The way the food writer Anya von Bremzen sees it, many cuisines can be defined by iconic dishes. In her latest book, “National Dish,” she examines six of them through a personal lens while consulting a gaggle of experts, from academics to local butchers. Beginning with French pot-au-feu in a country of richly globalized cooking, she moves on to Naples (pizza and pasta), Tokyo (ramen and rice), Seville (tapas and the ingredients they require), Oaxaca (maize, mole and mezcal), Istanbul (mezze and more), and her native Russia and also Ukraine (borscht). The histories of essential ingredients, how they flourished in particular countries and her connection to the various cultures are woven throughout this compelling read. The cover is illustrated by Roz Chast.
“National Dish: Around the World in Search of Food, History and the Meaning of Home” by Anya von Bremzen (Penguin Press, $30).
Red, White and Blue Cast-Iron
Lodge, a well-regarded American company known for its cast-iron cookware for more than 125 years, has introduced its first line of enameled cast iron made in the United States. Until now, all of its enameled cast iron pots and pans were made in China. But its new bright red, white and blue Dutch ovens labeled USA Enamel are being produced in a new facility at its headquarters in South Pittsburg, Tenn., achieving a longstanding goal. You might not need three of them but the colors — red (“Cherry on Top”), white (“Cloud Nine”) and royal blue (“Smooth Sailing”) — would brighten a July Fourth buffet filled with corn on the cob, lobsters or chili. The pots have sleek, almost automotive design elements with stainless steel accents and white interiors. They’re heavy and come in four sizes: 3, 4.5, 6 and 7.5 quarts, from $229.95 to $349.95. They perform and clean well.
Lucesca, a new olive oil from Tuscany, has developed something of a cult following in shops in the Hamptons. It has also been introduced at Pop Up Grocer in Greenwich Village and was incorporated in Hallie Meyer’s olive oil soft-serve at her Caffè Panna ice cream shop on Irving Place. The oil is named for Luca and Francesca Pinelli, a brother and sister team who began making it last fall from four varieties of olives growing on thousands of trees at their family’s estate in Magliano, in southern Tuscany. The gold-green oil is mellower than many Tuscan oils, yet finishes with the expected peppery bitterness characteristic of the region. “It’s our first oil and it’s likely to evolve,” Mr. Pinelli said. There are three different formats: a ceramic bottle ($55), a dark glass bottle ($45) and a tin ($35), all 16.9 ounces.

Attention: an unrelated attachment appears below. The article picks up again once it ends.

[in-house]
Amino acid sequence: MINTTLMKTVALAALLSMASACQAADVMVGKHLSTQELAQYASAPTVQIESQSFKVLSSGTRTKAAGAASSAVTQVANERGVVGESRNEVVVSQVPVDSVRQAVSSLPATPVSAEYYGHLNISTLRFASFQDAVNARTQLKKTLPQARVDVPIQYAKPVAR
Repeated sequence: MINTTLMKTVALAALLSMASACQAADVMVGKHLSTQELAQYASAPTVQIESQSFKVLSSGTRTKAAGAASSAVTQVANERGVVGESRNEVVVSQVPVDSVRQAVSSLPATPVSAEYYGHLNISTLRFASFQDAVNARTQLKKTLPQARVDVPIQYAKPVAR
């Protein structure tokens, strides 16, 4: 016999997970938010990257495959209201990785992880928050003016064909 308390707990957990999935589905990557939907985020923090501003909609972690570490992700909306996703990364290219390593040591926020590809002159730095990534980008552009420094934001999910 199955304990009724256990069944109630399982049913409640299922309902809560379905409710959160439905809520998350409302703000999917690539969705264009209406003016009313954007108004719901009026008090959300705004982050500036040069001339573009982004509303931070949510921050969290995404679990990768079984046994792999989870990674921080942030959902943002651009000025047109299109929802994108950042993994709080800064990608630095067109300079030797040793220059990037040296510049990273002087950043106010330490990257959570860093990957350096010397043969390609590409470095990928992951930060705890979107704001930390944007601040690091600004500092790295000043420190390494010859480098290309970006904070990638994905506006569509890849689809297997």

Serving Platters You Don’t Have to Safeguard
You leave the real jewels in the safe and wear paste to the gala. Similarly, when serving outdoors, these new Melamine Vietri pieces are a lovely option. They are by the Italian pottery company in Melamine plastic, and closely double the hand-painted originals. Though the safety of the plastic is questioned for some uses, it has been approved by the FDA and these days is widely used as dinnerware, especially for the patio. But use it only for serving, not heating or microwaving. The generous platter and bowl are weighty, shatterproof, elegant and dishwasher-safe.
Vietri Campagna Melamine Serving Platter, Serving Bowl, each $79, food52.com.
Sake Recommendations Tailored to Your Tastes
For a wine to drink with dinner, you can easily tell red from white and don’t have to know whether to serve it hot or cold. With sake? Not so easy for the uninitiated. Enter this new curated service from Tippsy Sake, an online store with hundreds of sakes in its inventory. You start by completing a clever, detailed questionnaire designed to fathom your taste profile and what and when you like to drink. Based on your responses, sake experts review submissions and select three or six bottles priced from about $35 that arrive at your doorstep. Genki Ito, the founder hopes to broaden the appeal of sake by “bringing expert recommendations and a fully customizable tasting experience home,” he said. Each of the three bottles I received were similar and pleasing with appealing fruitiness, though I preferred two of them; the third was a trifle sweet.
Tippsy Sake Club, tippsysake.com.
Food Trends at the Summer Fancy Food Show
Giada De Laurentiis, the chef and former Food Network host, was the keynote speaker at the 67th Summer Fancy Food Show run by the Specialty Food Association, a trade group, at the Javits Center in New York this week. She explored current food trends, notably the demand for at-home culinary experiences and the public perception of clean ingredients and minimal processing. Among the notable new products at the show were Mighty Quinn’s Barbecue Sauce, Beecher’s Handmade Street Corn, and Khalsa Salsa’s Indian Fusion Cilantro-Mint Salsa. Whether Evergreen Chocolate and Zucchini Mini-Waffles are notable is open to question, but mash-ups like the latter are to be expected. Through Tuesday, there are sessions covering upcycled, sustainable and regeneratively-grown products and booths allotted to start-up companies; leftover food is donated to City Harvest.
Specialty Food Association, specialtyfood.com.
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